Northover Ridge Figure Eight
ElevationAscent: 5,129' 1,563 m
Descent: -5,117' -1,560 m
High: 9,043' 2,756 m
Low: 5,589' 1,704 m
GradeAvg Grade: 7% (4°)
Max Grade: 63% (32°)
“A beautiful "figure eight" loop around Upper Kananaskis Lake and up into the back country.”— Kevin Derksen
At the Forks, you'll continue on toward Three Isle Lake. On the way, you'll encounter a headwall. It is a fairly good climb, but nothing overly difficult. Shortly after, you'll reach Three Isle Lake. Skirt around the south side of the lake, still heading west. Once around the lake, the trail will bend south, and you'll head through the drainage basin toward the slopes leading up to Northover Ridge. There is not much for trails through the basin, but the scree slope ahead is obvious. It is quite a climb up to the ridge, but there are some switchbacks to follow. This will take you up to a saddle, at which point, you'll turn left and head straight up another slope before reaching the top.
Follow the trail, now heading southeast. You'll skirt around a cliff edge; be careful here because it is a long drop down. After that, there is a short, maybe 20 foot, section where you'll run along a very narrow section of ridge with steep drops on both sides. After that the ridge, it is wide open. The views along here are incredible on a clear day, and you can easily see four or five mountain ranges retreating in the distance. It is covered in shale and talus, so running may be slow, but there is little concern of exposure.
Before heading up Northover Mountain proper, the trail will drop down to the south into BC and towards a couple small lakes. Often, there is snow on this slope, so enjoy the boot skiing as you descend. The trail clearly continues to the south, and you'll drop down through a gully before bending to the east, down a grassy slope, and towards Aster Lake through its drainage basin. The trail goes around both sides of the lake; the north side will require a stream crossing, but the south side is longer; the choice is yours.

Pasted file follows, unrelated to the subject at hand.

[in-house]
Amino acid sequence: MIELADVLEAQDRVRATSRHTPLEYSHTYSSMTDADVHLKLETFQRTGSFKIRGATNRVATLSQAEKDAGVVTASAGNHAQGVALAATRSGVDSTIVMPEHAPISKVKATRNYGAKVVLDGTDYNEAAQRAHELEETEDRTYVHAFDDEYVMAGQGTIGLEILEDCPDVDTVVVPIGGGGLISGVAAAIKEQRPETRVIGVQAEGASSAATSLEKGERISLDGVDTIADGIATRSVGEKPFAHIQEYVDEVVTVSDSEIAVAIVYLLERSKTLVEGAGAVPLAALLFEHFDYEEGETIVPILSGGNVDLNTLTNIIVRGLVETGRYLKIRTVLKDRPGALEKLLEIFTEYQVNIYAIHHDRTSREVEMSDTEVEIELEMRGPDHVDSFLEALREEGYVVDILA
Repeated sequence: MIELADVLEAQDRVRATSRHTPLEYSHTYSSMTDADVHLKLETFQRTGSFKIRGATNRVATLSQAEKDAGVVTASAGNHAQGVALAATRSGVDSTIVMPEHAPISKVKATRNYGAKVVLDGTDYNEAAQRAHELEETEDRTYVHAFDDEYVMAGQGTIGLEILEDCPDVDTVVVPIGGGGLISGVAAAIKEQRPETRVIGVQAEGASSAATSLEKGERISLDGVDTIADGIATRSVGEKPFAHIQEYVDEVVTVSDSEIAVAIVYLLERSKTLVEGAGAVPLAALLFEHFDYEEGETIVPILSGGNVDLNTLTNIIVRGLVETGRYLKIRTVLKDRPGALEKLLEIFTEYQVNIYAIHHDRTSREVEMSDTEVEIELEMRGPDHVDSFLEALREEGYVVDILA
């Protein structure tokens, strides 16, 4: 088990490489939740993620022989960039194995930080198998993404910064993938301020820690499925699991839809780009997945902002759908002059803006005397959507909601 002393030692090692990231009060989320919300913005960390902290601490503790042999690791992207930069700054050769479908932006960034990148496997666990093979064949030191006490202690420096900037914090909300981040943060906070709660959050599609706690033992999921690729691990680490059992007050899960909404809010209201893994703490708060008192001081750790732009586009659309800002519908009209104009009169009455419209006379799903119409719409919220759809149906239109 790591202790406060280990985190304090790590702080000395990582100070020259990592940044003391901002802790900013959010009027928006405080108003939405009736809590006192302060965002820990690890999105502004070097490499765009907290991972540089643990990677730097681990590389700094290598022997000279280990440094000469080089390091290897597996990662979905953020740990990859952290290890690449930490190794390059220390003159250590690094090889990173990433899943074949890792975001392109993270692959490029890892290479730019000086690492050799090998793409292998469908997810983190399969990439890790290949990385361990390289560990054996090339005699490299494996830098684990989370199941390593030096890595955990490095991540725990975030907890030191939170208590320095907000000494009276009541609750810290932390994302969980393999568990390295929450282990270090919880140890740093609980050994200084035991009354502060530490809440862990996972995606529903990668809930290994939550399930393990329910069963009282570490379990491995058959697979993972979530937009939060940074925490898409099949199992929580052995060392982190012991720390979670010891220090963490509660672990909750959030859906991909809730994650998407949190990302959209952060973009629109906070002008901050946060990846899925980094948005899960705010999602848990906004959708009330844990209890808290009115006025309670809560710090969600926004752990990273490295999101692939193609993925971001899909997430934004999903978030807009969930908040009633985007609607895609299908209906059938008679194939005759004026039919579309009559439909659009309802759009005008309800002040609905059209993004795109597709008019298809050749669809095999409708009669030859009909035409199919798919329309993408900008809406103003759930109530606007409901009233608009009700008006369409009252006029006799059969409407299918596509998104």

Once on the other side, you'll spend a little time traveling along Aster Creek before descending the headwall across scree slopes above Hidden Lake. The view along this section look out over both Hidden Lake and Upper Kananaskis Lake, so make sure to take some pictures. Eventually you'll get back into the trees and jog around the south side of Hidden Lake.
The trail will then spit you out onto the main trail around Upper Kananaskis. Turn right at this point and head around the south side of the lake. The running is relatively flat at this point, so open up and enjoy forest trails and views, when they come. You'll cross a couple streams along the way, with a lovely double waterfall close to the main Upper Kananaskis Lake Trail. Once you reach the main trailhead, keep running. You'll run by picnic sites and then cross a stone dam. Once across the dam, the trail will bend left and continue along the lake shore. Just keep following this and you'll find yourself back at the Interlakes parking lot in no time. This route comes out to about 37 km in length.
If you would like to do this route as shown in the map above, take the left fork instead of the right one leading to the Forks Campground. The trail will bend south around the lake following the main Upper Kananaskis Lake Trail. You'll cross two larger creeks with bridges.
After the second bridge, there will be a trail on the right. It is an obvious enough trail, but there is no sign to mark it. This trail heads to Hidden Lake. At this point, just follow the instructions from the fork to where the trail dumps back onto the Upper Kananaskis Lake Trail in reverse. Once you have passed the Forks Campground, you'll get back to Upper Kananaskis Lake. Before reaching the fork, there is a shortcut heading through a talus field at the west end of the lake, take this south around the lake according to the previous instructions. This will net about 48 km.
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Need to Know, Dogs Allowed, Flora & Fauna, History & Background
Land Manager: Alberta Parks - Peter Lougheed Provincial Park